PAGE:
Monday, May 17, 2010
I wanted to make something new to show you today. But aside from the fact that the kitchen was a mess anyway, we had a bit of excitement with a pipe that is leaking through the ceiling in the kitchen, which soaked a pile of my homework on the table, and won't be fixed until tomorrow. Yeah.
I'm just grateful that the only casualties to the water damage besides the ceiling was the homework.
So! Because of the aforementioned excitement, I'll post something I meant to put up a week ago anyway.
I am going to show y'all how to steam couscous, without a couscousierre (which is a fancy pot used to steam couscous simultaneously with vegetables or meat). If you do have one, use this tutorial. It is lovely and has pictures.
My husband informed me a long time ago that most Americans make this tasty pasta completely wrong. His family lived in Morocco for a couple years where couscous is a common meal, and traditionally it is steamed and buttered three times. I was always like "dude!" (I call a lot of people dude) "Boiling it is so much easier!" and he was like *sadface* And then I ate couscous in Morocco and am convinced that steaming is the way to go. Boiling yields an almost polenta-like mush, but steaming makes fluffy pasta.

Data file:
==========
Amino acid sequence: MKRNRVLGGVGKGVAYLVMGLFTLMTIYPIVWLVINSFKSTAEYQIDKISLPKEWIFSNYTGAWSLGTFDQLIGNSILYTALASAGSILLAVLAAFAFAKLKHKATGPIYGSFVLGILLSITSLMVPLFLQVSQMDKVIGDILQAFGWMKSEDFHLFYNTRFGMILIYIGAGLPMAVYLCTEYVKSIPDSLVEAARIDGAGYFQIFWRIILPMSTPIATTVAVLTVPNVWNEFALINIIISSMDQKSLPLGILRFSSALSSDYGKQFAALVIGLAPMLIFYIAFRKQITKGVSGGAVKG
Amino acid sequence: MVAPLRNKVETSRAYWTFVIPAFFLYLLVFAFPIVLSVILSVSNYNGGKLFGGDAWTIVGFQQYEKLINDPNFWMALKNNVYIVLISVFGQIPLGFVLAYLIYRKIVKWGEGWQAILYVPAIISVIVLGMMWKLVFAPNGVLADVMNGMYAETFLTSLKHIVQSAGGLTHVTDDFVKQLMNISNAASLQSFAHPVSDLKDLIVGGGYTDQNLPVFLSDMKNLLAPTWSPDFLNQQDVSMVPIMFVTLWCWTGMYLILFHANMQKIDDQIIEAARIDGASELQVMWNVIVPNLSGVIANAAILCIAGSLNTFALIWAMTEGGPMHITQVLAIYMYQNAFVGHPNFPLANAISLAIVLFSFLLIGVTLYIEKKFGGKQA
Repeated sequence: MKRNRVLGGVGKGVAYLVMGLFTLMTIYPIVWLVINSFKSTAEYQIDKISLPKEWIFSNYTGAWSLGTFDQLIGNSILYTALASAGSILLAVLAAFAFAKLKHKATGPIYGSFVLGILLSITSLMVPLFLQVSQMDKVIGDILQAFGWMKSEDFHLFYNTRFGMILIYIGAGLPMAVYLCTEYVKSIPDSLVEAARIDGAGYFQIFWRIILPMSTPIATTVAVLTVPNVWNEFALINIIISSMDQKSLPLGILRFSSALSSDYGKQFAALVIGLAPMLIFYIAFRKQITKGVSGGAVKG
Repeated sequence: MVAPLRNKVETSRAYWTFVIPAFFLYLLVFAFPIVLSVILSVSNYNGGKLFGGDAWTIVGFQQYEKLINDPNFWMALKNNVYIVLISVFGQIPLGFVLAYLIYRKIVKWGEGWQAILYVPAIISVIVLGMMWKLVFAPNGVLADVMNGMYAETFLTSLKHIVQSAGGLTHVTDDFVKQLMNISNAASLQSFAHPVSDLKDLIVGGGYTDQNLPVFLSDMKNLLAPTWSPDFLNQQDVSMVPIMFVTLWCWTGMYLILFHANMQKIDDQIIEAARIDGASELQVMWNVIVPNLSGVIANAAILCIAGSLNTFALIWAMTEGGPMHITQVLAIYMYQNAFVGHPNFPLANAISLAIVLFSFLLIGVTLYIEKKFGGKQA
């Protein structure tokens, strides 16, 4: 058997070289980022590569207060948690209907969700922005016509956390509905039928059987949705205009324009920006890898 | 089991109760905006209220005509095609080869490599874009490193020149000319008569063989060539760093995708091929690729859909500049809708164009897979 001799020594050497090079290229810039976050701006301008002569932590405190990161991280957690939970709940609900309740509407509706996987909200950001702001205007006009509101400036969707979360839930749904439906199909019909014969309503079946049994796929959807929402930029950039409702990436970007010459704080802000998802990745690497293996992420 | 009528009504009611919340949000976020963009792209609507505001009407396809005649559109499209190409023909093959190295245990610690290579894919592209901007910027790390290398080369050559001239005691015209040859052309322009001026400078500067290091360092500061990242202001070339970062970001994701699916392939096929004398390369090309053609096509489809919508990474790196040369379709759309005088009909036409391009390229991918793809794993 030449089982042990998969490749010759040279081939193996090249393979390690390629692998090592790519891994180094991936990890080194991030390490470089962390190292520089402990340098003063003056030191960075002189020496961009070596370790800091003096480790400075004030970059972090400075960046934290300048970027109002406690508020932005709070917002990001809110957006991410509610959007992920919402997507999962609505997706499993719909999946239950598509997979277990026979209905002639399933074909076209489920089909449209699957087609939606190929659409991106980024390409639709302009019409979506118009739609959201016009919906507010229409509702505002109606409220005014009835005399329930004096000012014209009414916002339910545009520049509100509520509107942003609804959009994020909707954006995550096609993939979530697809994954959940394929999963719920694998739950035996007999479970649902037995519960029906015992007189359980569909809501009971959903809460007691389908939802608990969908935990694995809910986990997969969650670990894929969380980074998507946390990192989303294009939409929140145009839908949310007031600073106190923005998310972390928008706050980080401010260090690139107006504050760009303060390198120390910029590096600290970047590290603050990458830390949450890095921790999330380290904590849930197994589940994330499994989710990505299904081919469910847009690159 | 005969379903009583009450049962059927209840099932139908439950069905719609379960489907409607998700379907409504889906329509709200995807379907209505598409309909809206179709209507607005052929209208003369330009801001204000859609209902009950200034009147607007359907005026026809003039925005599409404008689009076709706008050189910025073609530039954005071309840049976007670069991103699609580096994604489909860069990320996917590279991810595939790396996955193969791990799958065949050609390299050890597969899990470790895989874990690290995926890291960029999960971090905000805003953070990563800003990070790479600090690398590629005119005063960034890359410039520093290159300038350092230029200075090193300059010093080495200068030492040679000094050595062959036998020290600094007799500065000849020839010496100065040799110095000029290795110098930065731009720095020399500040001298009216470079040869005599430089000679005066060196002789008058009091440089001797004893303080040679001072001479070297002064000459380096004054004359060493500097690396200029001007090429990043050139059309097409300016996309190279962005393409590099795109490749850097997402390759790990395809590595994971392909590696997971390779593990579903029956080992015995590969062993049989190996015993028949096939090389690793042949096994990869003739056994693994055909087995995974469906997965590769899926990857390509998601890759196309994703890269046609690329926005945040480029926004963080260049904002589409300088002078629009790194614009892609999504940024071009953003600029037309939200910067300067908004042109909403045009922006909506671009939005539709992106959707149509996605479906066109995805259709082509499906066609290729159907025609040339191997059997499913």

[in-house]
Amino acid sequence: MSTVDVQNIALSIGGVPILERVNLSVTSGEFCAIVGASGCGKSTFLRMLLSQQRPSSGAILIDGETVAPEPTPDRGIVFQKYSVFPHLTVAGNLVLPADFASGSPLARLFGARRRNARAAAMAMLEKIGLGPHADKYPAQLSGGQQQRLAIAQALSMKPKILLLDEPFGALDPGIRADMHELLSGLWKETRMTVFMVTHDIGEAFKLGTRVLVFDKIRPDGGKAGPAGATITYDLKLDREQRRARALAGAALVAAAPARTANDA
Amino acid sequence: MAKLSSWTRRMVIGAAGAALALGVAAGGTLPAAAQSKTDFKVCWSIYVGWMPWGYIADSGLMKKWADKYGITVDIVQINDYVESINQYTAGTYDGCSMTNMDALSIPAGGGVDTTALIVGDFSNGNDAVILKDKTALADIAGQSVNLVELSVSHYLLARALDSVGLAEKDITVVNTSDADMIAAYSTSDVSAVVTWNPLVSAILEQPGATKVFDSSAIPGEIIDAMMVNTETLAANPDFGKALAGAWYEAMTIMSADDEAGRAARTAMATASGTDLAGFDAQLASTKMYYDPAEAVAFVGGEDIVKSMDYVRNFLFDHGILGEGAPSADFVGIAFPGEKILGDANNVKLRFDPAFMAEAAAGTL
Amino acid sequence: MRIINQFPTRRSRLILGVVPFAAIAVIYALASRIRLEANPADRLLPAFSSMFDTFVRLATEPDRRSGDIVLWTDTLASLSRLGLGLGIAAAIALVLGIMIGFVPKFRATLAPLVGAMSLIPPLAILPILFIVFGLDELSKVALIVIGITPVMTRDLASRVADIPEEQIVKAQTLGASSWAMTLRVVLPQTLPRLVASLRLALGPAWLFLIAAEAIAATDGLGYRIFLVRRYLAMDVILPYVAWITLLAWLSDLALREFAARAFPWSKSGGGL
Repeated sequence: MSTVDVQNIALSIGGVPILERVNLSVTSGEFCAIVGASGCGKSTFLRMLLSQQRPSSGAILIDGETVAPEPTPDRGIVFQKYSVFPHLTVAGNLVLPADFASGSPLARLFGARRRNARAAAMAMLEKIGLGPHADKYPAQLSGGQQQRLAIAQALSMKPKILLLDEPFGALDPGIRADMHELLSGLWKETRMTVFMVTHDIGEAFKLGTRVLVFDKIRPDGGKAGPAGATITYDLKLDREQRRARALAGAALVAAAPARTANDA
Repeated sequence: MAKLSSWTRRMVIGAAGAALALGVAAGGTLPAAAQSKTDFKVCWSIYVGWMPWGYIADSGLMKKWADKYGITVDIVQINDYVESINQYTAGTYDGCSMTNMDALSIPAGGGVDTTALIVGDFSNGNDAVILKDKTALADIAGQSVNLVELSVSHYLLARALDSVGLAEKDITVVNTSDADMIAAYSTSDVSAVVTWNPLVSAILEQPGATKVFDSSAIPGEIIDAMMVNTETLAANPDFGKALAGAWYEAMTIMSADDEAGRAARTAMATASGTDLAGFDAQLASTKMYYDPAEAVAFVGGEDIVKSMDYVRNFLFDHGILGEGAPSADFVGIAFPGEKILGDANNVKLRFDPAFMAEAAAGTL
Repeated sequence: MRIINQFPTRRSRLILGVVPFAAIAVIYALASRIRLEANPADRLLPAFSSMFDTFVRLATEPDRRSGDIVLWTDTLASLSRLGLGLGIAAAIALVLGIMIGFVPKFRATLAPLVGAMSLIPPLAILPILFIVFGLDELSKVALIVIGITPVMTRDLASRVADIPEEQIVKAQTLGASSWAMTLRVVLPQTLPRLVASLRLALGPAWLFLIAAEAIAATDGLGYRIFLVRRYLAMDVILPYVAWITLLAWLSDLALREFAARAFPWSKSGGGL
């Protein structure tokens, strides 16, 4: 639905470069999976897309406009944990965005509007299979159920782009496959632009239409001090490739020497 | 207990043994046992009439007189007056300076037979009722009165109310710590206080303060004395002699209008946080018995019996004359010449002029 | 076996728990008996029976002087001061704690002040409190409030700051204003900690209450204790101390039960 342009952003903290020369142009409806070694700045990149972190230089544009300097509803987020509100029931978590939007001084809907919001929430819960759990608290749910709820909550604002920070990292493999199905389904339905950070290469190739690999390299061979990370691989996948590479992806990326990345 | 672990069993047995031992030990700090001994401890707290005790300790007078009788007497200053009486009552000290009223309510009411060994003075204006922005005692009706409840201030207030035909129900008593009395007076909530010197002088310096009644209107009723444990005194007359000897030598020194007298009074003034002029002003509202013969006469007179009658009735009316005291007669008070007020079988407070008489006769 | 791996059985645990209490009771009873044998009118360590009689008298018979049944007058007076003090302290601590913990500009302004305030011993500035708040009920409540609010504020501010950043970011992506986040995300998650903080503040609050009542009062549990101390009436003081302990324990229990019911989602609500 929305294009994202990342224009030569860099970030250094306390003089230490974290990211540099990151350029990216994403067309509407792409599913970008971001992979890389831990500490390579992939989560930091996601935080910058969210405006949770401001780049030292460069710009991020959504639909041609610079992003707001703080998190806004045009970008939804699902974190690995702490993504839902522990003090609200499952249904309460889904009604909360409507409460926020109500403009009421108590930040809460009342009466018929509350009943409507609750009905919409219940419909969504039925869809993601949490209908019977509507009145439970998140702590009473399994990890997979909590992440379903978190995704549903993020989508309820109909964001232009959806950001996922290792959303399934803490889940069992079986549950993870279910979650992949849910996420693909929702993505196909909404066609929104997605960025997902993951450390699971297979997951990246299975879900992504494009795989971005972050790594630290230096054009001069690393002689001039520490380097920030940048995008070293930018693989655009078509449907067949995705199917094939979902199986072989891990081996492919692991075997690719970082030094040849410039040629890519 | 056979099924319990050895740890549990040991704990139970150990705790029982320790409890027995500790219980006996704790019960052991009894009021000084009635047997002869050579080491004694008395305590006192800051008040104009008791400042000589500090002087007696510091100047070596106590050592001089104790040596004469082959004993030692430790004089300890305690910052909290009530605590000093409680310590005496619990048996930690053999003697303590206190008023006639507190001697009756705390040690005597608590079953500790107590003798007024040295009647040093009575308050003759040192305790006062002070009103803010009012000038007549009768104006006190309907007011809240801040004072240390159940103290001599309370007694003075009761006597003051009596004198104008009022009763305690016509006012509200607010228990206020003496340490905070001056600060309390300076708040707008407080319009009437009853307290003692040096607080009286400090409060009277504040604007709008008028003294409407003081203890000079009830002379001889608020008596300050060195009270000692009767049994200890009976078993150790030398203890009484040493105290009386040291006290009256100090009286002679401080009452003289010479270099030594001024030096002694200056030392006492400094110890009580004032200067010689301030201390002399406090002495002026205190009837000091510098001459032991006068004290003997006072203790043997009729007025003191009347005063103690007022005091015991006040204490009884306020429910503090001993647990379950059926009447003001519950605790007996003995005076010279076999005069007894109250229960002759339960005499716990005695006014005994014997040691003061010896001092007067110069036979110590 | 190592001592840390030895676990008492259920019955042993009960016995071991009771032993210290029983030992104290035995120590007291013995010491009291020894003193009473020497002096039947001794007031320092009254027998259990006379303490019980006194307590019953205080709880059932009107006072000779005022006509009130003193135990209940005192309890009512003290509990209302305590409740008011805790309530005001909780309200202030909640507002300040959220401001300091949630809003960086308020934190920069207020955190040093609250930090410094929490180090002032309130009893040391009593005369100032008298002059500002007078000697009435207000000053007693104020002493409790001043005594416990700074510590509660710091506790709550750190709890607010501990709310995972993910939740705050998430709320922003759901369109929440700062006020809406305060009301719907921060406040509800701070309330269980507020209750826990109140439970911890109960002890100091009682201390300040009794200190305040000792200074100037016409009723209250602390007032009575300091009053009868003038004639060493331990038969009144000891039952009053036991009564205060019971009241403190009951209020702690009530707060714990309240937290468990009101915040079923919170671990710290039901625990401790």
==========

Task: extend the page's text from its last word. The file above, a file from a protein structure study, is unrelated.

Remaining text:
So I won't claim that this is necessarily authentic, but I did base my instructions on directions that my mother-in-law told me, and the Man thought it tasted good. So there you go.
I used 1 cup of couscous, and it yielded enough to serve 2 by itself, or 3 or 4 when served with tagine.
This step is optional, but it seemed to help prevent clumping later. Add 1 tsp of olive oil/ cup of dry couscous.
Stir! Traditionally you use your hands, but I used a rice paddle. It worked just fine.
Add a 1/4 cup of water/ cup of dry couscous...
And stir! It has already fluffed up quite a bit, and this will help the steam penetrate in the next step.
In the meantime, boil a few inches of water in a saucepan that you can fit a steamer or a sieve over.
Like this! A sieve this big wouldn't work with any more than a cup of couscous, and I don't own a real steamer. for small amounts, though, this worked fantastically.
steam for 10-15 minutes, stirring occasionally.
Dump it out into a bowl and add 1-2 tablespoons of butter. It worked better when I melted the butter, but this was fine too.
Stir until everything is distributed. Add another 1/4 cup of water, and keep stirring.
Return the couscous to the sieve over the pot and steam for another 10-15 minutes.
Add another 1-2 tablespoons of butter to the couscous, and stir. (see? Melted. This was easier then solid butter)
I had some daylight, so here is a slightly dramatic-looking picture of the finished product.
My lovely mother-in-law says that steaming and buttering twice is usually plenty, but you can steam and butter a third time to make it extra-delicious, and to be traditional.
Here's what i put on top of it, but that will be a different post.
mmm, beef and prune tagine.